If you’ve traveled to Mexico and enjoyed the food, it’s likely you came home and tried to replicate some of the dishes. We can do a pretty fair job with the ingredients we have on hand in the U.S. but there’s often a certain something that’s different and I’ve come to believe it’s the different oreganos of Mexico. Each one seems a little different but they all seem a little earthier than their European namesakes. Rancho Gordo’s Oregano Indio, sometimes known as Oreja de Raton, or Mouse’s Ear is less citrusy than the standard Mexican oregano but there’s an indescribable earthiness that makes it infectious. I just can’t stop using it on almost everything.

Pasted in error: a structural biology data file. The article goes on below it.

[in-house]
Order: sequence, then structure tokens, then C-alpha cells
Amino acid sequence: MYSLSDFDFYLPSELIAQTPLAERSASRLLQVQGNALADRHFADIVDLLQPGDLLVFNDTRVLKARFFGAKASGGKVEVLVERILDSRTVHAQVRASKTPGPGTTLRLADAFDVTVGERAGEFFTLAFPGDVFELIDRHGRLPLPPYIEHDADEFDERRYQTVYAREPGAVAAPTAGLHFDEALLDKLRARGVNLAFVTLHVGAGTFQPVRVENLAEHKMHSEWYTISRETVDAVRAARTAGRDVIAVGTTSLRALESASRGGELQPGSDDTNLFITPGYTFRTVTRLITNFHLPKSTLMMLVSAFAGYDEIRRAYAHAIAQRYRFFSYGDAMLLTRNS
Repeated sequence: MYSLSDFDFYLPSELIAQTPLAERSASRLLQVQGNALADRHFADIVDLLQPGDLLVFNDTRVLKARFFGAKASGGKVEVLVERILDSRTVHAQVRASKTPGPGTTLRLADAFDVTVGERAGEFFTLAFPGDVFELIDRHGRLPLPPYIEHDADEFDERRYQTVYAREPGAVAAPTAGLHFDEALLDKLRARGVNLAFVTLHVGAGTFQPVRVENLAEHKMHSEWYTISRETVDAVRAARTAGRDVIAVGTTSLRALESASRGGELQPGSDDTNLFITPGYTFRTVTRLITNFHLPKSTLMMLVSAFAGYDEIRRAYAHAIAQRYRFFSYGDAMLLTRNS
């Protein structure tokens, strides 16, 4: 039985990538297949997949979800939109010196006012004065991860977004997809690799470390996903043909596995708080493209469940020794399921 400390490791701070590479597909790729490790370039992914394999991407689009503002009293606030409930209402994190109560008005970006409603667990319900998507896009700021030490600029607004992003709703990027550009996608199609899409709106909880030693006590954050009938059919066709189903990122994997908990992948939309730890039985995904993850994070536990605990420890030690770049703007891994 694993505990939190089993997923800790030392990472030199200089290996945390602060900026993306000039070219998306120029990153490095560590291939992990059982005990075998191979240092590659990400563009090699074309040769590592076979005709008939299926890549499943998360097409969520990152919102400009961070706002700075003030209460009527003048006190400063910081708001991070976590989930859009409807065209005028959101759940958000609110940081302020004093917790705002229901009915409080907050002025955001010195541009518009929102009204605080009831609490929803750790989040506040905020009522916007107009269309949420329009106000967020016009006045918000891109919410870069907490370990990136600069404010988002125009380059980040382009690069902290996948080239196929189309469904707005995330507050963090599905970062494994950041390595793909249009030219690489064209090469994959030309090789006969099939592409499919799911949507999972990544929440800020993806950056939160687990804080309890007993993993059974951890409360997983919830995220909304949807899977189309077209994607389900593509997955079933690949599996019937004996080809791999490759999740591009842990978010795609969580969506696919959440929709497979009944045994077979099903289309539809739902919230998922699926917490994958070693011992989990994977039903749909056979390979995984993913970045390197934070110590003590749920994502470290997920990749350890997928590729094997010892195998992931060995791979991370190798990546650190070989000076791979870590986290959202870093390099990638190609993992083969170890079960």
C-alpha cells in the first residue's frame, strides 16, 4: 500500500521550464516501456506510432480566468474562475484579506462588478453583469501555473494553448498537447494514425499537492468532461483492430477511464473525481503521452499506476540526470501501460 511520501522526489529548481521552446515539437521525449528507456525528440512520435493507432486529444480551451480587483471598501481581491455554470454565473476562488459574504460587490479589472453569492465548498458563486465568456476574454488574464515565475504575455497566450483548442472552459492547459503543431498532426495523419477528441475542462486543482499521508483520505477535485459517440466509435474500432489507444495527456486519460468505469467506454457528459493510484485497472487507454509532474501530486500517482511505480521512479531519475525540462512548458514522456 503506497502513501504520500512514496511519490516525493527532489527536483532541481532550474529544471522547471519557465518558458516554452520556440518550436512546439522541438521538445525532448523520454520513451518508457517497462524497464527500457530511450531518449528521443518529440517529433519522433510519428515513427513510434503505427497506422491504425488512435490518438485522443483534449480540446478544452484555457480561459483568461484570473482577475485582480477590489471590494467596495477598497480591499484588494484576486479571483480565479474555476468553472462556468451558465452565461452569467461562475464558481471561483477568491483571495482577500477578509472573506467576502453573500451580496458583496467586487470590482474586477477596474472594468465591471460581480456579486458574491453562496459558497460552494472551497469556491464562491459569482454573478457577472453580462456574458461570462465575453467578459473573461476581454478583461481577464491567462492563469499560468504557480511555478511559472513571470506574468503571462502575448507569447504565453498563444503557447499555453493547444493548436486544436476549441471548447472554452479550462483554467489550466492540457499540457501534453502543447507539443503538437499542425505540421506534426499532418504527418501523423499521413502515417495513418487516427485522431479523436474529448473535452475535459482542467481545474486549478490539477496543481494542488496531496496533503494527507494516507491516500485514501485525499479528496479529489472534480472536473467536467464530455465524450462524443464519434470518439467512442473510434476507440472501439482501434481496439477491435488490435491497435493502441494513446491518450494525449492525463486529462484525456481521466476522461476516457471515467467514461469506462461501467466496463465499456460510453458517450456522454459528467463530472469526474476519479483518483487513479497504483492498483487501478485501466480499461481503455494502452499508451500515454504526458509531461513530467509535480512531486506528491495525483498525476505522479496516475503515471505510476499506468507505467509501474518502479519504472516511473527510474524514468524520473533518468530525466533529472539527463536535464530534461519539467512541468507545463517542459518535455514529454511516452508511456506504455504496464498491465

You can add it to all sorts of sauces: perfect to add brightness to a puttanesca, in a buttery anchovy sauce or in a fresh tomato/basil/mozzarella summer salad.
This oregano is grown for Rancho Gordo by the Oregano Caxtle Cooperative in Tlahuitelpa. In 2013, Rancho Gordo took the crew from The Perennial Plate down to meet the growers and they came up with this award-winning video (probably not the best for vegetarians.) It’s hard not to be touched by these wonderful people. The fact that their oregano is so delicious is a great bonus.